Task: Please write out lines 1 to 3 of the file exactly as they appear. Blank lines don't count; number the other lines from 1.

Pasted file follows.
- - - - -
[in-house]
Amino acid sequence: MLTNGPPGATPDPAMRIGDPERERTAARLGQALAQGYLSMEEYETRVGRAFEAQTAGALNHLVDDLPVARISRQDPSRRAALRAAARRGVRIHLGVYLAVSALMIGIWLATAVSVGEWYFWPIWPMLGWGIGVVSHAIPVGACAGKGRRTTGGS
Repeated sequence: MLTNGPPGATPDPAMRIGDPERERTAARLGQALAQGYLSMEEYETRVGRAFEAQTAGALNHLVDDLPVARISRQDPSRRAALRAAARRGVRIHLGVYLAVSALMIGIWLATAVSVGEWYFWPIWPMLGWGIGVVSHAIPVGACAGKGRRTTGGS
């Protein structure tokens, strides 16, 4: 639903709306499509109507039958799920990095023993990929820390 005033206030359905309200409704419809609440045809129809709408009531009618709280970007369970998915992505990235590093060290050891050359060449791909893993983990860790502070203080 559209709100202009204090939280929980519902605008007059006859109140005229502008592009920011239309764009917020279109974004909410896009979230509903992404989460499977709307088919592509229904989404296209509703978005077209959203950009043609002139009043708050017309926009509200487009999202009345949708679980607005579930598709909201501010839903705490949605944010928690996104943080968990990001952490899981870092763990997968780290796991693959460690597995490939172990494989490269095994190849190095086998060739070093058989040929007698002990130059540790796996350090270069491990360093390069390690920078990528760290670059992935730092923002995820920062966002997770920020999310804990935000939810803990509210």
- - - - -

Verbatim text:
[in-house]
Amino acid sequence: MLTNGPPGATPDPAMRIGDPERERTAARLGQALAQGYLSMEEYETRVGRAFEAQTAGALNHLVDDLPVARISRQDPSRRAALRAAARRGVRIHLGVYLAVSALMIGIWLATAVSVGEWYFWPIWPMLGWGIGVVSHAIPVGACAGKGRRTTGGS
Repeated sequence: MLTNGPPGATPDPAMRIGDPERERTAARLGQALAQGYLSMEEYETRVGRAFEAQTAGALNHLVDDLPVARISRQDPSRRAALRAAARRGVRIHLGVYLAVSALMIGIWLATAVSVGEWYFWPIWPMLGWGIGVVSHAIPVGACAGKGRRTTGGS